Pour-Over Will for Your Living Trust Explained 2017-12-15T04:16:38+00:00

Understanding & Signing The
Pour-Over Will

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A Last Resort Backup Document That “Wills” Assets To Your Trust

The “Pour-Over Will” is simply an ordinary Will that says you leave everything to your trust. Its main purpose is to act as another backup device that allows your trust to gain control of any stray assets left outside of your trust. In other words if you happen to die with assets that are not titled in your trust and there is no other way to get to them, then the “Pour-Over Will” can be used as a final resort to gain legal control over the assets.

Your Goal Is For The Pour-Over Will To Never Be Needed Because It Potentially Means Probate — The Very Thing You Are Trying To Avoid

Problem is, any assets which must pass through a “Pour-Over Will” are subject to the probate process — the very thing you are trying to avoid with a trust. That is why you should never let the existence of a pour-over will be viewed as a substitute for titling your assets in your trust. It’s not.  Your real goal is for the “Pour-Over Will” to never be needed or have any use whatsoever. Most of the time you can easily achieve that goal by titling your assets in the name of your trust but even then you still need a “Pour-Over Will” as a safeguard against some unforeseen circumstance.

A Pour-Over Will Is Needed Just In Case You Die The Moment You Win The Lottery

To illustrate, we bring up the classic example of someone who buys a lottery ticket, and is so excited to discover winning a million dollars that they instantly die of a heart attack without ever having a chance to title the winnings in the trust. In such a case, the “Pour-Over Will” could be brought into play as the only and last resort.

Small Estate Affidavits Are Generally More Hassle Than Ttitling The Asset In Your Living Trust

Even though the law allows the use of “Small Estate Affidavits” for “probate-able” assets totaling under certain amounts, we suggest that you never view that as an invitation to leave assets outside of your trust. While the “Small Estate” process may be easier than full probate, it is still usually more troublesome and expensive than if the asset is titled in your trust. For example, in California you must wait at least 40 days before you can use a Small Estate Affidavit. In contrast, there is no waiting period with a trust.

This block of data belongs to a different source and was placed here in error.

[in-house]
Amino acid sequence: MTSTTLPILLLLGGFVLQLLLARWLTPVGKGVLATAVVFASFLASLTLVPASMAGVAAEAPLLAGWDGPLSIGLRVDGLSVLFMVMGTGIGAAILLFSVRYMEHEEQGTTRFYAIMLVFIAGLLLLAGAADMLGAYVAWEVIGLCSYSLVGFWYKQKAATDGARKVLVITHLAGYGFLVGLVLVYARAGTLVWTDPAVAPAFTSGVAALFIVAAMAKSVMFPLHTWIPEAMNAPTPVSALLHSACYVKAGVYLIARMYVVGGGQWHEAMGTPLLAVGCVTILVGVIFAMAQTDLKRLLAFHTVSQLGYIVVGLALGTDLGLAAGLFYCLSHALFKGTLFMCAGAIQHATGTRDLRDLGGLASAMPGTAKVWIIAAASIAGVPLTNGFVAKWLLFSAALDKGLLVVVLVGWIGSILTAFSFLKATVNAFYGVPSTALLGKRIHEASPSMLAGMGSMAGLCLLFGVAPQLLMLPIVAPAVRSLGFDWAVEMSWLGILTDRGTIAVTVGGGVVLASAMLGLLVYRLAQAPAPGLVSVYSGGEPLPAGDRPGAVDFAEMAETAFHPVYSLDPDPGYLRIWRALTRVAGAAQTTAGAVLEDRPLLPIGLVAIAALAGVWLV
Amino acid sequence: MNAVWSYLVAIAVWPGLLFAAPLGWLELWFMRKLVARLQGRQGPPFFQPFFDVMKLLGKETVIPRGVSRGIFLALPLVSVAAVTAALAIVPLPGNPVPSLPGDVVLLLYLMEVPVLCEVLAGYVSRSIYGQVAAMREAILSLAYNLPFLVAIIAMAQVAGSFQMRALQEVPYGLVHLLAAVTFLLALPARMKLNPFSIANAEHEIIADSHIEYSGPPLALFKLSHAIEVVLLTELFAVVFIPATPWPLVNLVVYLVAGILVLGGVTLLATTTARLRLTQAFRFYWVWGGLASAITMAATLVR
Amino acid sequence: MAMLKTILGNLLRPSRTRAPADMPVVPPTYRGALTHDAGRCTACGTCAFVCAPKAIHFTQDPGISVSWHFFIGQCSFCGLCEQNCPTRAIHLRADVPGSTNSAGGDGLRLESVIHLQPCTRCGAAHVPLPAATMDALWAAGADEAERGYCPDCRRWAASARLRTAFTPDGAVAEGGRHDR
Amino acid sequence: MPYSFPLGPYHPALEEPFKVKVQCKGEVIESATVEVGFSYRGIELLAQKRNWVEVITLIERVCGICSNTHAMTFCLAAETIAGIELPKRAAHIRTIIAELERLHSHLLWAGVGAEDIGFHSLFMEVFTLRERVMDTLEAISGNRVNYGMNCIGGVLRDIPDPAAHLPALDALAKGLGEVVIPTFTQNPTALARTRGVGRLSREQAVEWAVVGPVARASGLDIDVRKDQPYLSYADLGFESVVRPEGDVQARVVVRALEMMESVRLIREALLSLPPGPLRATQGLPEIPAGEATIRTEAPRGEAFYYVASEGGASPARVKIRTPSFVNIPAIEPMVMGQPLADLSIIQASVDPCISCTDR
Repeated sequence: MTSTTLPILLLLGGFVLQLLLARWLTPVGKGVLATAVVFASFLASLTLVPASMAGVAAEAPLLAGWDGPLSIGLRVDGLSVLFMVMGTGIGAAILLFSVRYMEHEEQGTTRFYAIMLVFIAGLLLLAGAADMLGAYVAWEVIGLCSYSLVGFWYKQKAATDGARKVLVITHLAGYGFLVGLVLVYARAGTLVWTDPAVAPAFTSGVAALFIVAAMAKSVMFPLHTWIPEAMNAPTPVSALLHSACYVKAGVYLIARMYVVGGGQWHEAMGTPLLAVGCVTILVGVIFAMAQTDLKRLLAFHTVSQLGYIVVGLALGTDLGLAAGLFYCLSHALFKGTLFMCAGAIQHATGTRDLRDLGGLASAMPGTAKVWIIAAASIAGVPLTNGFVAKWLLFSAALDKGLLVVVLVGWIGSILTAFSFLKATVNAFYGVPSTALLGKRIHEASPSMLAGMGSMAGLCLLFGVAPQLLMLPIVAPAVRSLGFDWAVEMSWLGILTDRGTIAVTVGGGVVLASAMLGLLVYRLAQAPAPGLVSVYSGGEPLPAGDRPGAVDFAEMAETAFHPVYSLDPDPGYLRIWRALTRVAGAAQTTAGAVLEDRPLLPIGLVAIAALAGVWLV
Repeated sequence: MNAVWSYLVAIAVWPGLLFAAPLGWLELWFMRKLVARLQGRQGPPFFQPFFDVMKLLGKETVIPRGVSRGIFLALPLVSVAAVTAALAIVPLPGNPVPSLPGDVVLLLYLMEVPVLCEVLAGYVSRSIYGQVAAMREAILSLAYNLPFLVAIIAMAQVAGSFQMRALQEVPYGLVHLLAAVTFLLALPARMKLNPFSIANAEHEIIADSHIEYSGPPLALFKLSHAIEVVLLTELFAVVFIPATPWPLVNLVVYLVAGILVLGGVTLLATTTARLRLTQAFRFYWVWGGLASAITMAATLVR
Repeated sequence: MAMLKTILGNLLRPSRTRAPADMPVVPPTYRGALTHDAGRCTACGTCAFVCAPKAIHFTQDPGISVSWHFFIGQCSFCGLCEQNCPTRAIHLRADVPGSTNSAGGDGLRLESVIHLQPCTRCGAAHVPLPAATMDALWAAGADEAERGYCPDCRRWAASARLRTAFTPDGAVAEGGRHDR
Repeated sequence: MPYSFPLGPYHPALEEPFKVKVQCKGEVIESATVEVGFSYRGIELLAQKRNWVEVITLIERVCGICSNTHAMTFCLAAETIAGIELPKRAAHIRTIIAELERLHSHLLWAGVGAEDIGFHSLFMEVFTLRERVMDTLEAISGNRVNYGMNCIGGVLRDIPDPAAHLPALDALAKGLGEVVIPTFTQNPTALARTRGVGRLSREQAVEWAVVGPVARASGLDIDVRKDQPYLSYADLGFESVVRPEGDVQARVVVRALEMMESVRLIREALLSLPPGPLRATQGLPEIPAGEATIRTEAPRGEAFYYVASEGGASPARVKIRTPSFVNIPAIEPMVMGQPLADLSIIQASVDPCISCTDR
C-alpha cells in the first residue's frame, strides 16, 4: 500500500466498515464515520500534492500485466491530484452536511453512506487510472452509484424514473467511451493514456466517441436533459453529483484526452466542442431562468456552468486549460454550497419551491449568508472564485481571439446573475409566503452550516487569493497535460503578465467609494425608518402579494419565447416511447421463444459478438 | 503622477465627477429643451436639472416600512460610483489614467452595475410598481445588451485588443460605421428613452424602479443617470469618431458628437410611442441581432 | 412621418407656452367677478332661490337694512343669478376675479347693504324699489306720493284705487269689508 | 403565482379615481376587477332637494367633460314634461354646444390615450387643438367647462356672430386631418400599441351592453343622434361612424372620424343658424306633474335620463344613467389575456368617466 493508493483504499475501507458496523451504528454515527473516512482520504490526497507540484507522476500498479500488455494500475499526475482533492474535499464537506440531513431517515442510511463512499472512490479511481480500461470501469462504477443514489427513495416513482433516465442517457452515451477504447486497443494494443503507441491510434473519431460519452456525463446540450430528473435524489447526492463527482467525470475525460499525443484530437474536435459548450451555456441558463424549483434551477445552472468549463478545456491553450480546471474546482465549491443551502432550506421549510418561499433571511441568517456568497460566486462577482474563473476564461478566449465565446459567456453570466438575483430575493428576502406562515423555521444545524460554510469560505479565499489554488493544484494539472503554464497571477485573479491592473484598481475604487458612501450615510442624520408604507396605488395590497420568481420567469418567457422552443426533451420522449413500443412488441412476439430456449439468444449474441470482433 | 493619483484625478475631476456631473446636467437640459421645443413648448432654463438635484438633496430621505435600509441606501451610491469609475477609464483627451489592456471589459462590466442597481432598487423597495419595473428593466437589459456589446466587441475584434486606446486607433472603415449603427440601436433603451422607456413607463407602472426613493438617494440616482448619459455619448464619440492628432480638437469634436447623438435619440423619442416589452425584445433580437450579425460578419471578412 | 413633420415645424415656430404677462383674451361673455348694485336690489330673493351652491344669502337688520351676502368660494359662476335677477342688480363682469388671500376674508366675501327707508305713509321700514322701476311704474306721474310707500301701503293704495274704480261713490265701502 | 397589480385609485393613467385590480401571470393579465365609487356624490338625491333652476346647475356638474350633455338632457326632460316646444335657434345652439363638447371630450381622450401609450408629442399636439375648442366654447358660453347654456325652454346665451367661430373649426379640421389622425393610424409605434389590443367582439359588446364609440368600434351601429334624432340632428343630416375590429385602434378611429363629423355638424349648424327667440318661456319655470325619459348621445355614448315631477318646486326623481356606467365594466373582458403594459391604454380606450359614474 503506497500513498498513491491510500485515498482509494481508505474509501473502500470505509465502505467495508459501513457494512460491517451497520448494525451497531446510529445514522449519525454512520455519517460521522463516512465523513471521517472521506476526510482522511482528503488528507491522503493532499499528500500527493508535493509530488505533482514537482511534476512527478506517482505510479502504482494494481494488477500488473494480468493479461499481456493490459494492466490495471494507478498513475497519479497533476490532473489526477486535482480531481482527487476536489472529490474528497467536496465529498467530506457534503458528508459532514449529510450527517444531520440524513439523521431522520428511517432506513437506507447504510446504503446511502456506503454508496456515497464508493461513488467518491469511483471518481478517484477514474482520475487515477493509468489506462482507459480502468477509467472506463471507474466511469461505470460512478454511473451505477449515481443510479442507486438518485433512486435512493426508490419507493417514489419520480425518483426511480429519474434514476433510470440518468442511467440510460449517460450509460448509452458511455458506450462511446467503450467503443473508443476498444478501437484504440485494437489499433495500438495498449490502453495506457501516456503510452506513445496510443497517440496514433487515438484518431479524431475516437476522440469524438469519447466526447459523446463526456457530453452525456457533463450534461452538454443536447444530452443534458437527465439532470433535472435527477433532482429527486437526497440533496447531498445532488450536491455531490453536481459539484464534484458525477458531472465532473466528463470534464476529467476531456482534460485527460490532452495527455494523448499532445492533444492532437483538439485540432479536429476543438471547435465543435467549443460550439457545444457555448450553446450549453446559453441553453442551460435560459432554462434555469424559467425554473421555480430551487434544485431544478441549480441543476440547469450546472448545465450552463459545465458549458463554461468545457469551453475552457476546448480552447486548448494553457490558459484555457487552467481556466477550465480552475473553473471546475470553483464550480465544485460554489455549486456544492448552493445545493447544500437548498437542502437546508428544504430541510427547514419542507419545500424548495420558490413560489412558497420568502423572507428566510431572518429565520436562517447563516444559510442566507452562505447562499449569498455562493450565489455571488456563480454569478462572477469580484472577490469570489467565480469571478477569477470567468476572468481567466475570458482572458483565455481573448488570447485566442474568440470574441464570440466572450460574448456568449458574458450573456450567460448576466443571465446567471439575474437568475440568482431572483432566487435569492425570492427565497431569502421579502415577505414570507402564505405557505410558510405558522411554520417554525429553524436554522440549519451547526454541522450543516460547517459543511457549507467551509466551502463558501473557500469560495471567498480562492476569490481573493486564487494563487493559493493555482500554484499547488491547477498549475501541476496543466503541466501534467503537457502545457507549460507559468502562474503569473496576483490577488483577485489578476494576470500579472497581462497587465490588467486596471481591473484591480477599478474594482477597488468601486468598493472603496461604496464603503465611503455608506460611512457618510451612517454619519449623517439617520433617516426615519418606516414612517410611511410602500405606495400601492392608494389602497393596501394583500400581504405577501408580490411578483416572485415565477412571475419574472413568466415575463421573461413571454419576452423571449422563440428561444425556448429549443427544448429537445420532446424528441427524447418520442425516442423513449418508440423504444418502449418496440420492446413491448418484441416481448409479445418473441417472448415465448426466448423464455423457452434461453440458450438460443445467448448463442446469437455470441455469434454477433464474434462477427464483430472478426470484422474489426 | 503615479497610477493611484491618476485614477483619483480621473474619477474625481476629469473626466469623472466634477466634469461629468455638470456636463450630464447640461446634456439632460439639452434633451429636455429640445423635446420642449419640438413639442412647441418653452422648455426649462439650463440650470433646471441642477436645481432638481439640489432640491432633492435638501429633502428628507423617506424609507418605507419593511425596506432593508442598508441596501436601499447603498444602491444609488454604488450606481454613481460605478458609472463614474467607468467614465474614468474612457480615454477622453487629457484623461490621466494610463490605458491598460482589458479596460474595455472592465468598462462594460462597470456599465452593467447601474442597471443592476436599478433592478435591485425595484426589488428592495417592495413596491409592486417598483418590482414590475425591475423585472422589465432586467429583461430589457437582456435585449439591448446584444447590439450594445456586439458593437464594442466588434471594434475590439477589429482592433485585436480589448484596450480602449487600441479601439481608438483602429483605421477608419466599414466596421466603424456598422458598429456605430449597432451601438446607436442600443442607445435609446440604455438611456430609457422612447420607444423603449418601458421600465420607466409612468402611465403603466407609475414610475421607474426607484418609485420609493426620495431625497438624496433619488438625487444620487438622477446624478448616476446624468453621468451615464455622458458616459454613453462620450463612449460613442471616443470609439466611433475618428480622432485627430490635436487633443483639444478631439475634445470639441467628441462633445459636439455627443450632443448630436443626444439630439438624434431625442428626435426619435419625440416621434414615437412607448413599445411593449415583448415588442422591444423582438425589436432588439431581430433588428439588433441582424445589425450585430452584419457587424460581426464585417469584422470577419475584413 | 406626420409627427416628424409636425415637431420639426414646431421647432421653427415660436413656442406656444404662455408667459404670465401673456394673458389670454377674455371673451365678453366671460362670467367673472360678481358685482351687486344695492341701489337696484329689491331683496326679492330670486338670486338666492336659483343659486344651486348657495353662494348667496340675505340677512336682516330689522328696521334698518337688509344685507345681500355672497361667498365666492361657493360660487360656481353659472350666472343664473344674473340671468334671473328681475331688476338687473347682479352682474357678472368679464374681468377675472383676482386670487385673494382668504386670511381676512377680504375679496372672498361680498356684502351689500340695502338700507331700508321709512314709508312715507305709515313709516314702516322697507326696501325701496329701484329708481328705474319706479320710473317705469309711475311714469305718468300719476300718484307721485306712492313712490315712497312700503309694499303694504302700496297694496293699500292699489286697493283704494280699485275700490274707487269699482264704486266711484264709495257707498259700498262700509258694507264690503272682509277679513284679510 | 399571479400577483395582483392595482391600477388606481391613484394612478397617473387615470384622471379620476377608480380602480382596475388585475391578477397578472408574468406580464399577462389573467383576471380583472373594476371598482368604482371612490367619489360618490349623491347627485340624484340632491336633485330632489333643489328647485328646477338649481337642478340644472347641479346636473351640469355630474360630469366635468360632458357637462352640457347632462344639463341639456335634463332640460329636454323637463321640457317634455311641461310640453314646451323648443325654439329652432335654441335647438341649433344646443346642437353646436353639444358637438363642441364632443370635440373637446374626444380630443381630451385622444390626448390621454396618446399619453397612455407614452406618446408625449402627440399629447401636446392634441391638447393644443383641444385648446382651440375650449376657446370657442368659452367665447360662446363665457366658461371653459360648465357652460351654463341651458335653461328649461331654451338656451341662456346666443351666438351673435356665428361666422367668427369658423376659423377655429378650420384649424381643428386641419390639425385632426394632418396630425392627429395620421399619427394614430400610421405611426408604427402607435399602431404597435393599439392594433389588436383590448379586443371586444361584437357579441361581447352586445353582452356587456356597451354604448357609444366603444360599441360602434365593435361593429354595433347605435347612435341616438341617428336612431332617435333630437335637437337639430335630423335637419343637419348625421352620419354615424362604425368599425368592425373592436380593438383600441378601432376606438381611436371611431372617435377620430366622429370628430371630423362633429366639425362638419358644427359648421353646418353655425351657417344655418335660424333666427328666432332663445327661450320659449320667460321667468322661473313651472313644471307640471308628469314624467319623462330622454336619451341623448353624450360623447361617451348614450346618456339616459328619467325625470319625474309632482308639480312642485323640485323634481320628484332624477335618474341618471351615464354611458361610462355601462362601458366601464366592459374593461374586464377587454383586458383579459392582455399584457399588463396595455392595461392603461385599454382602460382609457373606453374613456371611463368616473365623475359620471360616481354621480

The Pour-Over Will Revokes All Previous Wills

Your pour-over will automatically revokes and invalidates any previous Wills, names your trust as the only beneficiary and nominates your currently named successor trustees as your executors. The rest of the document consists of standard Will clauses.

Sign, Date, & Fill In The City Where Signed

Please sign and date your “Pour-Over Will” and also be sure to fill in the city in which it was signed.

The Will Must Be Witnessed Not Notarized

Unlike your other documents, your “Pour-Over Will” should not be notarized. Again, do not notarize your “Pour-Over Will”. Rather it needs to be signed by two disinterested witnesses that are at least 18 years old. A disinterested witness is someone who will not benefit or inherit from your estate under any circumstances, directly or indirectly.

You Can Sign Your Will Before Having It Witnessed

In California and many states your witnesses do not need to see you sign your Will, you only need to state to them that you signed it.

Make sure that both witnesses sign where indicated and print their name and address below their signature.